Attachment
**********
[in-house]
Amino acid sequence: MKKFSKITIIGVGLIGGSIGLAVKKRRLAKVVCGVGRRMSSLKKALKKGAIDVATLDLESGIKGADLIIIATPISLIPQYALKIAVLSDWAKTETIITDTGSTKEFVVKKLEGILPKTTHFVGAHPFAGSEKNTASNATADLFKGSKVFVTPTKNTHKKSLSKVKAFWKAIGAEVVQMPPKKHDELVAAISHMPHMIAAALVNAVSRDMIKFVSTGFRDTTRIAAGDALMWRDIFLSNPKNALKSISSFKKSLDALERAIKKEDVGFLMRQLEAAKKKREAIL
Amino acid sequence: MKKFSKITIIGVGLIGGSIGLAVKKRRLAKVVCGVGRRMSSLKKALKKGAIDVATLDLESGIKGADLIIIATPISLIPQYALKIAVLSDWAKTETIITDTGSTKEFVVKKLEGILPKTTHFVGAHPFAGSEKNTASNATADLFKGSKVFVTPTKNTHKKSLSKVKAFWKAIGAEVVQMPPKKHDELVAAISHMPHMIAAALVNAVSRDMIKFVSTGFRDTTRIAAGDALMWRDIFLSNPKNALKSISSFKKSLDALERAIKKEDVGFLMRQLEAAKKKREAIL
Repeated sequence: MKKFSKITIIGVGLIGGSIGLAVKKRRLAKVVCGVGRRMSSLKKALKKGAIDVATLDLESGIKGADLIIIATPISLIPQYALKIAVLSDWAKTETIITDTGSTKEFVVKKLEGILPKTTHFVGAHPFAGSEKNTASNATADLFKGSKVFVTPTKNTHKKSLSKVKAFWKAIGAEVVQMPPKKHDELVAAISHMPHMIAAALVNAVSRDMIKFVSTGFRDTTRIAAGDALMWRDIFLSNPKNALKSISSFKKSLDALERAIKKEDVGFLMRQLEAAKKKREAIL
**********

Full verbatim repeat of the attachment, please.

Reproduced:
[in-house]
Amino acid sequence: MKKFSKITIIGVGLIGGSIGLAVKKRRLAKVVCGVGRRMSSLKKALKKGAIDVATLDLESGIKGADLIIIATPISLIPQYALKIAVLSDWAKTETIITDTGSTKEFVVKKLEGILPKTTHFVGAHPFAGSEKNTASNATADLFKGSKVFVTPTKNTHKKSLSKVKAFWKAIGAEVVQMPPKKHDELVAAISHMPHMIAAALVNAVSRDMIKFVSTGFRDTTRIAAGDALMWRDIFLSNPKNALKSISSFKKSLDALERAIKKEDVGFLMRQLEAAKKKREAIL
Amino acid sequence: MKKFSKITIIGVGLIGGSIGLAVKKRRLAKVVCGVGRRMSSLKKALKKGAIDVATLDLESGIKGADLIIIATPISLIPQYALKIAVLSDWAKTETIITDTGSTKEFVVKKLEGILPKTTHFVGAHPFAGSEKNTASNATADLFKGSKVFVTPTKNTHKKSLSKVKAFWKAIGAEVVQMPPKKHDELVAAISHMPHMIAAALVNAVSRDMIKFVSTGFRDTTRIAAGDALMWRDIFLSNPKNALKSISSFKKSLDALERAIKKEDVGFLMRQLEAAKKKREAIL
Repeated sequence: MKKFSKITIIGVGLIGGSIGLAVKKRRLAKVVCGVGRRMSSLKKALKKGAIDVATLDLESGIKGADLIIIATPISLIPQYALKIAVLSDWAKTETIITDTGSTKEFVVKKLEGILPKTTHFVGAHPFAGSEKNTASNATADLFKGSKVFVTPTKNTHKKSLSKVKAFWKAIGAEVVQMPPKKHDELVAAISHMPHMIAAALVNAVSRDMIKFVSTGFRDTTRIAAGDALMWRDIFLSNPKNALKSISSFKKSLDALERAIKKEDVGFLMRQLEAAKKKREAIL